In the 1920s and ‘30s, avant-garde filmmakers like Abel Gance and Sergei Eisenstein used rapid cutting to heighten the drama of their films, while Man Ray and Luis Bunuel used montage in their movies to create jarring, dreamlike narratives. Meanwhile, the Surrealist painters Max Ernst, René Magritte, and Joan Miró used rubbings from floorboards, juxtaposed scenarios from daily life, and interpretations of found images to make work unlike anything that had been seen before.

Leading up to WWII, George Grosz and John Heartfield used collage to expose the decadence in German society and satirize the Nazi regime, but after the war the European masters like Henri Matisse and Alberto Burri more aesthetically used cut colored paper and bits of burlap bags to capture the spirit of jazz and existentialism of the Atomic Age. During that time, the art scene shifted from Europe to the US, where Willem de Kooning, Robert Motherwell, and Robert Rauschenberg used cutout lips, found scraps of paper, and cultural artifacts from the streets to make expressionistic and Pop Art pieces.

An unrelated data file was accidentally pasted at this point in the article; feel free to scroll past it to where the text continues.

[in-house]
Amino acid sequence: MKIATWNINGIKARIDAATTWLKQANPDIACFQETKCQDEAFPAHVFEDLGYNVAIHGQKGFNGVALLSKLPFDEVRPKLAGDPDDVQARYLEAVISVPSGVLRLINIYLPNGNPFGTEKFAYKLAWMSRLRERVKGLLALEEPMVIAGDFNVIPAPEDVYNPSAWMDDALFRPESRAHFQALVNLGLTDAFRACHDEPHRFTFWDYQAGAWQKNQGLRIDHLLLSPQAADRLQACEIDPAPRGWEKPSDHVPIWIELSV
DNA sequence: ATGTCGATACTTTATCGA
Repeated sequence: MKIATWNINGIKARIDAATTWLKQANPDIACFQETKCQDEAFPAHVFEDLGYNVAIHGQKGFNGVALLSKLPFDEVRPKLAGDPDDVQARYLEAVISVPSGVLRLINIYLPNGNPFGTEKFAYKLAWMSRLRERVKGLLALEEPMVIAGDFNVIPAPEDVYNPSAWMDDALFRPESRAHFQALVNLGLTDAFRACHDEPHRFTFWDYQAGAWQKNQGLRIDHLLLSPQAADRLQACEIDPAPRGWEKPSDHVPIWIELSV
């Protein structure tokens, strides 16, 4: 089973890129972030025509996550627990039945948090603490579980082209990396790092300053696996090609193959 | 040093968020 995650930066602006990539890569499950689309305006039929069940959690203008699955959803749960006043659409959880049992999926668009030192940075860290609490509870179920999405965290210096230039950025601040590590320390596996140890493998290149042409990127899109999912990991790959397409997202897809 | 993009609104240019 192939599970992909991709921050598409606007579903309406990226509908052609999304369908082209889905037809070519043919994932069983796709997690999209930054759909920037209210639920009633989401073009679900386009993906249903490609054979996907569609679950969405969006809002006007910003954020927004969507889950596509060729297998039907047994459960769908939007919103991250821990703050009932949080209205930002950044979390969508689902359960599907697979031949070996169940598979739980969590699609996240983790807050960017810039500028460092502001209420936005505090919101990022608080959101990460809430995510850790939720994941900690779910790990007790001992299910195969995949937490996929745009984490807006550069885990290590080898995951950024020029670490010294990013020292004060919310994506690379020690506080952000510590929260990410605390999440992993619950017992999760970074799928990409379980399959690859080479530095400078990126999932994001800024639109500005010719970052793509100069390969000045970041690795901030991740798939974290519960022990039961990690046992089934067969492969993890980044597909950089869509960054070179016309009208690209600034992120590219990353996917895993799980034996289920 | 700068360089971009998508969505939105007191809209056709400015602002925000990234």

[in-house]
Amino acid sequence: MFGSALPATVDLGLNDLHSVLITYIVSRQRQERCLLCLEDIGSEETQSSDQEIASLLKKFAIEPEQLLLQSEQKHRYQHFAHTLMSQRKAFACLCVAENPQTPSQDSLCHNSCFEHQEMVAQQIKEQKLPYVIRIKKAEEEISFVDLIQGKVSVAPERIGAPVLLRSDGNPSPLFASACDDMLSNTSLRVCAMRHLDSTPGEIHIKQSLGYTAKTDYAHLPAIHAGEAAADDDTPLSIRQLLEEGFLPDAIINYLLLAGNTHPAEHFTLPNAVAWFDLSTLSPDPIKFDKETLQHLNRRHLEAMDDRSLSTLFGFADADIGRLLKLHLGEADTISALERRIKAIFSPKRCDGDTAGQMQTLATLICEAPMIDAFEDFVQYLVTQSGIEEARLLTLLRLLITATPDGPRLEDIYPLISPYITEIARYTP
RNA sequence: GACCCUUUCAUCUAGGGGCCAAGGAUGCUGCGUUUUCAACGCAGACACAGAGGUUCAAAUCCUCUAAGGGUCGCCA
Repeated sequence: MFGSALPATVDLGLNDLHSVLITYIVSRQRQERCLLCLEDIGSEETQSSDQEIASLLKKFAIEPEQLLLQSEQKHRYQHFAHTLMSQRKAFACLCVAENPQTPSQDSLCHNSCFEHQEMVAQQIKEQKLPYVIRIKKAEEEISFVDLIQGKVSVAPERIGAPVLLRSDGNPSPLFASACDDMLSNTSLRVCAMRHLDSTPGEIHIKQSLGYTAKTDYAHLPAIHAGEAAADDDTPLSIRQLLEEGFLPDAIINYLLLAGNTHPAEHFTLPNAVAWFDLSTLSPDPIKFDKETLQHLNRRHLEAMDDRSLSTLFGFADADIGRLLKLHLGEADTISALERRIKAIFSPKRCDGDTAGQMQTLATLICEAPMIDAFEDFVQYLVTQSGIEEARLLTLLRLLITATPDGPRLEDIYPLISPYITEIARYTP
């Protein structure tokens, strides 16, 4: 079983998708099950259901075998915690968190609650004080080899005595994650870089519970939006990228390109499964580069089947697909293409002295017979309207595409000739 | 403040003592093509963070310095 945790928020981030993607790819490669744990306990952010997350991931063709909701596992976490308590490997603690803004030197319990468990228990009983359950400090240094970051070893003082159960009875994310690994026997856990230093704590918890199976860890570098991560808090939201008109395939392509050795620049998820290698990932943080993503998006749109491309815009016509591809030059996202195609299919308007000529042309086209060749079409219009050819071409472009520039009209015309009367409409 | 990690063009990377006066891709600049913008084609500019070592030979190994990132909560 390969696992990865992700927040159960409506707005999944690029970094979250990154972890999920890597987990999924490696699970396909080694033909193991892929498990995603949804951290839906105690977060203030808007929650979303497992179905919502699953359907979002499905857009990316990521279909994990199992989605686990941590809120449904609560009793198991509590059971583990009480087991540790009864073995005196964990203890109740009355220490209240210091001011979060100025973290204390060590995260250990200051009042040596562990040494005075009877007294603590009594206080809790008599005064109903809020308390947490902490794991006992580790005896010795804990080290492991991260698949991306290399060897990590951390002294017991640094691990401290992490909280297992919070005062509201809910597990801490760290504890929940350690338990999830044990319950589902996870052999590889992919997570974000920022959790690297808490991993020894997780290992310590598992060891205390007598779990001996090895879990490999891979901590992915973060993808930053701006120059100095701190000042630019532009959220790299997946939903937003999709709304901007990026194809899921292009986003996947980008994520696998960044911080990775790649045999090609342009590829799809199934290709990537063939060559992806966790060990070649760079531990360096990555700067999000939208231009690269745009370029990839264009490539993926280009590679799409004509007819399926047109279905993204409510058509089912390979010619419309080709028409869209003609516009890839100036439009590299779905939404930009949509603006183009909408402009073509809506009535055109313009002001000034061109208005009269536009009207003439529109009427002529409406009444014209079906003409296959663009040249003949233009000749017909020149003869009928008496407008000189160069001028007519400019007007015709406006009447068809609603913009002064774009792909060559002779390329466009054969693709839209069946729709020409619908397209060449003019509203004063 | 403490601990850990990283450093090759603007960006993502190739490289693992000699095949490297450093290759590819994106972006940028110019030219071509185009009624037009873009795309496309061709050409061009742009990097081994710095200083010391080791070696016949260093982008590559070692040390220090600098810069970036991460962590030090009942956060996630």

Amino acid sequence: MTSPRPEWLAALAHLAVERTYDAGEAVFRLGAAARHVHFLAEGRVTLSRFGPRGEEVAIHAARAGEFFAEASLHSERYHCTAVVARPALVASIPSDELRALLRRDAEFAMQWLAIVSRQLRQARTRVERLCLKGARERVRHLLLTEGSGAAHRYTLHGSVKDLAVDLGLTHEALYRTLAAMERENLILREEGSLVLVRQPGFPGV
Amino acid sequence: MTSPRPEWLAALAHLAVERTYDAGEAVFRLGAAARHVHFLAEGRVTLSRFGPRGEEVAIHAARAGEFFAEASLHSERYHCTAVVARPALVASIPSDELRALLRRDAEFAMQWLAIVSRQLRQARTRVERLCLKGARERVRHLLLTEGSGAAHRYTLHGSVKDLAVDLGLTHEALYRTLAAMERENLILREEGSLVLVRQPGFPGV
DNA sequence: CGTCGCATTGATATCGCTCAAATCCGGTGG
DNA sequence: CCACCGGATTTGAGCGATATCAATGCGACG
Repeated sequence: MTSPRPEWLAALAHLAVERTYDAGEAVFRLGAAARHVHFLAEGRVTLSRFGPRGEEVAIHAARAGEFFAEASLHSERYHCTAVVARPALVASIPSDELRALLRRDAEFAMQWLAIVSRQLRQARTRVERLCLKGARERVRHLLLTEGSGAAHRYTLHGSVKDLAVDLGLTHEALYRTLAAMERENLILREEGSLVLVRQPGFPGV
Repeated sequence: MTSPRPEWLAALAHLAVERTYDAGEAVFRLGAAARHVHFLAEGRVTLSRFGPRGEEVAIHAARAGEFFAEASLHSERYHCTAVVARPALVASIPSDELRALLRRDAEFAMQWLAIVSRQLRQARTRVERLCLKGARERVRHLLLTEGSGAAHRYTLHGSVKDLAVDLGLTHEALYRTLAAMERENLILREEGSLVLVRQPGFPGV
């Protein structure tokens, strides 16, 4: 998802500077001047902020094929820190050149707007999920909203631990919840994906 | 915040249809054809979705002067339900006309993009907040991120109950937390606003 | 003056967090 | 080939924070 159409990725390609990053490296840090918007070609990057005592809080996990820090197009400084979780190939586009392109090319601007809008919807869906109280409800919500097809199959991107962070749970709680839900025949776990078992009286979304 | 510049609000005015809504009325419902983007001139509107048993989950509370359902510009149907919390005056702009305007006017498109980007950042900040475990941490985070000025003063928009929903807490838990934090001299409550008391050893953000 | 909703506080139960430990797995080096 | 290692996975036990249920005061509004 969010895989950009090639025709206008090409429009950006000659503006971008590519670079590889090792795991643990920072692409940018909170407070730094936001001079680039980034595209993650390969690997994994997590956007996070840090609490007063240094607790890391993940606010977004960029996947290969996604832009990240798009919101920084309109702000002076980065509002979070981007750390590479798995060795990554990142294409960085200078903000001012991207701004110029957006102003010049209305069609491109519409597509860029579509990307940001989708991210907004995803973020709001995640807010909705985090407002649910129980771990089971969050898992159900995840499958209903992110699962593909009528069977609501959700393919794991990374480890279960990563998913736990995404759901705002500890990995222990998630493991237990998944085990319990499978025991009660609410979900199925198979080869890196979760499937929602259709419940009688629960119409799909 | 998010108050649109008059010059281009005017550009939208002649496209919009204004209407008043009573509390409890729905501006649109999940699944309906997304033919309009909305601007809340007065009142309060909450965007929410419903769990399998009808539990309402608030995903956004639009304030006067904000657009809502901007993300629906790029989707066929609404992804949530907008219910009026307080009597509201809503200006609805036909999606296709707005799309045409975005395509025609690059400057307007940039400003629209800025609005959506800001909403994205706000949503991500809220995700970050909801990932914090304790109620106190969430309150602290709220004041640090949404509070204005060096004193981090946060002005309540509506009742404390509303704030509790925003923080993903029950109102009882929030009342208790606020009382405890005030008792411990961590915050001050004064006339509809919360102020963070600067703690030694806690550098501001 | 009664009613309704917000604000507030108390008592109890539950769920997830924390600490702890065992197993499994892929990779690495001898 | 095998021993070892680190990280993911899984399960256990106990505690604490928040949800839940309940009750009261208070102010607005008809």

Simultaneously Richard Stankiewicz and Jean Tinguely were forging industrial assemblages out of scrap metal and old motors and William Burroughs and Brion Gysin were writing essays and books with cut-up text. This is the history of collage leading up to Romare Bearden’s full fledge engagement of the medium. An accomplished political cartoonist in the 1930s and successful abstract painter since the ‘40s, Bearden came to collage in turbulent times and his radical new works confronted the era head on.